a new United Nations ( un ) agency, set up primarily to resolve conflicts of the sea, has taken shape. Inaugurated mid-October in Hamburg by the un secretary general, Boutros Boutros Ghali, the tribunal will administer the un Convention on the Law of the Sea ( unclos ) to solve water disputes. unclos , which has already been approved by more than 100 countries, regulates aspects of ocean management including fisheries, pollution control, seabed mining and pathways to ship travel. It also allows coastal states to proclaim a 322 km economic zone or a continental shelf based on geological formations. The tribunal's success will depend on whether nations are prepared to abide by its decisions.
The international maritime court has already several disputes to deal with. A chain of islands in the Pacific Ocean has been claimed by Japan, which calls it Senkaku on one hand, and China, Taiwan and Hong Kong, who identify it as Diaoyu. China has summoned the Law of the Sea to support its possession to the Paracel islands in the South China Sea which also has Vietnam and Taiwan laying claim to it.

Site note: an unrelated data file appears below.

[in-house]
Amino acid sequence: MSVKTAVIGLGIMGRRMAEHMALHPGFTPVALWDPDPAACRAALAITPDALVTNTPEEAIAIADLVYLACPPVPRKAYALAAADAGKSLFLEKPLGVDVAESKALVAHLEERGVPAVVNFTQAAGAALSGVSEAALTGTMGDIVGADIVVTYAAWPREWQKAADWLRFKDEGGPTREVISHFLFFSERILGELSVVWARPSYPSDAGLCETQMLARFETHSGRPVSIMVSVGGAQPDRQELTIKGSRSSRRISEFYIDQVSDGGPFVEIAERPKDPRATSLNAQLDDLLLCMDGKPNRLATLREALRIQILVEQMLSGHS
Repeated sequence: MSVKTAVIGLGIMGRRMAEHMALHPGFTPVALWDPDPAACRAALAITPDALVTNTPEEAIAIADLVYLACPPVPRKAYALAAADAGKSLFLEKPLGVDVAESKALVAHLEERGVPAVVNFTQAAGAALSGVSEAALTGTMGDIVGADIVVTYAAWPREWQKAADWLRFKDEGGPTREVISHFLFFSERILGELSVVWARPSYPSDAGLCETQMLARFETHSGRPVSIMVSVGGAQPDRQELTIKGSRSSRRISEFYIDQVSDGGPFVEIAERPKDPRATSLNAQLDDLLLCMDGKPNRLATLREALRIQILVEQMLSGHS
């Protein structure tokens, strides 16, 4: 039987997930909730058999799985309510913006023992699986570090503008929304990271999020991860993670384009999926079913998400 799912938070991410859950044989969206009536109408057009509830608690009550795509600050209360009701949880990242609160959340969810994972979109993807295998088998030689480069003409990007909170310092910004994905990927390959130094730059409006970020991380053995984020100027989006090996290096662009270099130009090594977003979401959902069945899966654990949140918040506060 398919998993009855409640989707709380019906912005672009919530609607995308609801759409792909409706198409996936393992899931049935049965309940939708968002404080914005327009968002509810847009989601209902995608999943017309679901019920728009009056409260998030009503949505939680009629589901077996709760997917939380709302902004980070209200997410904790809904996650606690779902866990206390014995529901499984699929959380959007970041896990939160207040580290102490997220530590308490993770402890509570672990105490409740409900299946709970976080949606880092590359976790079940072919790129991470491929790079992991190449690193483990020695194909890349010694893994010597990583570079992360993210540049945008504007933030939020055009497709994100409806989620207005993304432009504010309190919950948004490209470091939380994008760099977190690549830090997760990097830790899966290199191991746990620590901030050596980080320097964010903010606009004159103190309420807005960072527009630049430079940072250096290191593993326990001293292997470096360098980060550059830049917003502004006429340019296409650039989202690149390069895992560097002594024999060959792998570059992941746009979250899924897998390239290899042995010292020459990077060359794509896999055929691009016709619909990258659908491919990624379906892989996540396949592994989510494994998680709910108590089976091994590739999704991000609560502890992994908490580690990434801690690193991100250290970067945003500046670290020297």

We are a voice to you; you have been a support to us. Together we build journalism that is independent, credible and fearless. You can further help us by making a donation. This will mean a lot for our ability to bring you news, perspectives and analysis from the ground so that we can make change together.
Comments are moderated and will be published only after the site moderator’s approval. Please use a genuine email ID and provide your name. Selected comments may also be used in the ‘Letters’ section of the Down To Earth print edition.